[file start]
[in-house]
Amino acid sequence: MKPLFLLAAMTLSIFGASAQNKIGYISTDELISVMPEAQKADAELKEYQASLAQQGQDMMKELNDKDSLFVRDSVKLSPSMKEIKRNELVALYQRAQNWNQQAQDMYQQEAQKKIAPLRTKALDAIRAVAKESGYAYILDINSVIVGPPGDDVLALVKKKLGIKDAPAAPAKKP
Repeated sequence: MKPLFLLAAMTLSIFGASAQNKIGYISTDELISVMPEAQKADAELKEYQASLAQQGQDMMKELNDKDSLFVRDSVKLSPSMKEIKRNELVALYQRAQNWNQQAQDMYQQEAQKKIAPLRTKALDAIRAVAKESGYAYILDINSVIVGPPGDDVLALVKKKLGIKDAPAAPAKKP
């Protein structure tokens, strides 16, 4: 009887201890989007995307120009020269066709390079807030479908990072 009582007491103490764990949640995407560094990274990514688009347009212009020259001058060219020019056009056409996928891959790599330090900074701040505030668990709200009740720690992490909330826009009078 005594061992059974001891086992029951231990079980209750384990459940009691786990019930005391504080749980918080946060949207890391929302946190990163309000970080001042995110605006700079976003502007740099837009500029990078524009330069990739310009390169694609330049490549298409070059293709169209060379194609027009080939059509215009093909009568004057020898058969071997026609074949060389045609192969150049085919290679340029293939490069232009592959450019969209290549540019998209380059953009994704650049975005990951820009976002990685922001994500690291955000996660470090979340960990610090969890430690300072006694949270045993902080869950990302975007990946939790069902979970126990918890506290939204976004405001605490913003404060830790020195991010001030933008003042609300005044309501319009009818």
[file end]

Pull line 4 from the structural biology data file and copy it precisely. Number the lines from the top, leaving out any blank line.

């Protein structure tokens, strides 16, 4: 009887201890989007995307120009020269066709390079807030479908990072 009582007491103490764990949640995407560094990274990514688009347009212009020259001058060219020019056009056409996928891959790599330090900074701040505030668990709200009740720690992490909330826009009078 005594061992059974001891086992029951231990079980209750384990459940009691786990019930005391504080749980918080946060949207890391929302946190990163309000970080001042995110605006700079976003502007740099837009500029990078524009330069990739310009390169694609330049490549298409070059293709169209060379194609027009080939059509215009093909009568004057020898058969071997026609074949060389045609192969150049085919290679340029293939490069232009592959450019969209290549540019998209380059953009994704650049975005990951820009976002990685922001994500690291955000996660470090979340960990610090969890430690300072006694949270045993902080869950990302975007990946939790069902979970126990918890506290939204976004405001605490913003404060830790020195991010001030933008003042609300005044309501319009009818």